With a weekly “social” blog now in play, I spend focused time getting quality content written, optimized, and published for each week. There’s no longer a daily scramble to find a photo, think of a caption, and publish just to publish. I now have the freedom and ability to focus on what is really important each day.

Posting Weekly Has Been an Excellent Discipline

Over the years I’ve heard about and followed many creatives, entrepreneurs, and self-motivated individuals who have challenged themselves to finish a month or year of daily writing, painting, crafting, or some other interesting activity.

Now, as I’ve joined their ranks of disciplined action, I can truly say publishing content weekly has been good for my creativity and my mind and benefits me and my audiences in a truly authentic way.

My Audience Has Thanked Me

It’s been incredibly encouraging to hear from those on Propel’s email lists who have also wanted off the social merry-go-round. They’ve come out of the woodwork and have, in turn, been encouraged that they can decide to focus their effort on content locations that empower them and their audience.

With so many people having come forward in gratitude for sharing my story and giving them the ‘permission slips’ they’ve been looking for, I’ve come to realize being a leader sometimes looks different than we think.

I was nervous about what people would say or think if I stepped out of the ‘box’ they assume I should be in. But by taking the leap that was right for me and quitting social, I unwittingly gave others permission and freedom to follow their truth, too.

It took me years to jump. But when I finally did, people were eager and ready to follow the lead. They were just waiting for someone to show the way.

Business Has Followed

Yes, the content we are now publishing weekly is growing our online footprint through SEO. But it has also caught the attention of many who had been dormant on our lists. Contacts and past clients have been circling back, asking for help, seeking new strategies, and re-engaging with Propel in new ways.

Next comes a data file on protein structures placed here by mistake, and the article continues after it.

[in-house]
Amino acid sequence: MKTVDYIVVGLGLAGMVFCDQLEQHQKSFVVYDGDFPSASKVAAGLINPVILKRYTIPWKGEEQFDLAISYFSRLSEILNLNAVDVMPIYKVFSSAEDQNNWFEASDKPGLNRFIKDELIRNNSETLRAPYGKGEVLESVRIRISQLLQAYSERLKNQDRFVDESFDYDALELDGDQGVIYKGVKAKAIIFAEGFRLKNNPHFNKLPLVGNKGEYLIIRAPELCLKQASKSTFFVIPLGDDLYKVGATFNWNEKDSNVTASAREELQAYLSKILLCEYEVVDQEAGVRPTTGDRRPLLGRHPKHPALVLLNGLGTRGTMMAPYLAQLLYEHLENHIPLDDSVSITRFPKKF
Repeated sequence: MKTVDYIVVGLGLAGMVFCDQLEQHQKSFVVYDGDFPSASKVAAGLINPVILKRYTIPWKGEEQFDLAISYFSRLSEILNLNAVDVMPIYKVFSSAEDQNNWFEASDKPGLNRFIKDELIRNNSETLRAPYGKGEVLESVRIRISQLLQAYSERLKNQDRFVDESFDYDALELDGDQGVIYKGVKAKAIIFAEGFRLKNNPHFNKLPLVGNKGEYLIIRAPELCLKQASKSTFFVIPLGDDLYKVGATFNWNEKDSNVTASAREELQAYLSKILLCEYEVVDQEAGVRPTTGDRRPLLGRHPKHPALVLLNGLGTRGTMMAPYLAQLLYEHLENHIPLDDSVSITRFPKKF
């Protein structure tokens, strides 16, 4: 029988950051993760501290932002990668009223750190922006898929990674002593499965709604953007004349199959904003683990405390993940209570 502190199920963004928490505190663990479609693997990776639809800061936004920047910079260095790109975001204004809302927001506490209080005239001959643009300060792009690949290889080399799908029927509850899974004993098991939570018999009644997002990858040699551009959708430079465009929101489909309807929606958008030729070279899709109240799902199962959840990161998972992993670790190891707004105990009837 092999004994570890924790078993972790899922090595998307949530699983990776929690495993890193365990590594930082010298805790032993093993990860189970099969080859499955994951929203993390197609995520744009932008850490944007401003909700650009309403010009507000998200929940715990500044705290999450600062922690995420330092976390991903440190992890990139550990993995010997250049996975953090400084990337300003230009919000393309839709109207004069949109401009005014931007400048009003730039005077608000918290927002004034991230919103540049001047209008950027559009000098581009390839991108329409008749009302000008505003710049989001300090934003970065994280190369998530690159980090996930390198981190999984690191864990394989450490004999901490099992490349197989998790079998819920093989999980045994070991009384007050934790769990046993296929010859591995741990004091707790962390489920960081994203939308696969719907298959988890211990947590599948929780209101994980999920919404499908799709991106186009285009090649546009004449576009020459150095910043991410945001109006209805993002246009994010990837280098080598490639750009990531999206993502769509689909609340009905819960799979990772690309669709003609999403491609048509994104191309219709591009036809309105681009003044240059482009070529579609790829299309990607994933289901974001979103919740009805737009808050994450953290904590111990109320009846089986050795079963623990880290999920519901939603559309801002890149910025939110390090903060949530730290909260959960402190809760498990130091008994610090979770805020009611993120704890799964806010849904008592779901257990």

Ultimately, this journey has not been easy, but as I’ve taken each step, the next step has been revealed and reinforced, making it a path worth following.

Shifting strategies is a personal journey everyone must take at their own unique right moment in time. It might be a slow transition or swift and sudden, but it is often realized when pain exceeds comfort.

Propel’s decision to jump off social media and take control of our content was fueled by determination to remove myself from inauthentic, fickle, and privacy-snatching systems. This was my personal pain-exceeds-comfort moment.

So, my question to you: What pain points are you experiencing? How can you shift to take control and improve your situation, business, or life? How can you harness your creativity and become a leader in your circle?

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Jamie Teasdale

Jamie Teasdale founded Propel Businessworks, a small business development company, in 2009. Since then, she has been lending insight and creativity to businesses all over the U.S., giving them the tools they need to plan, promote, and prosper.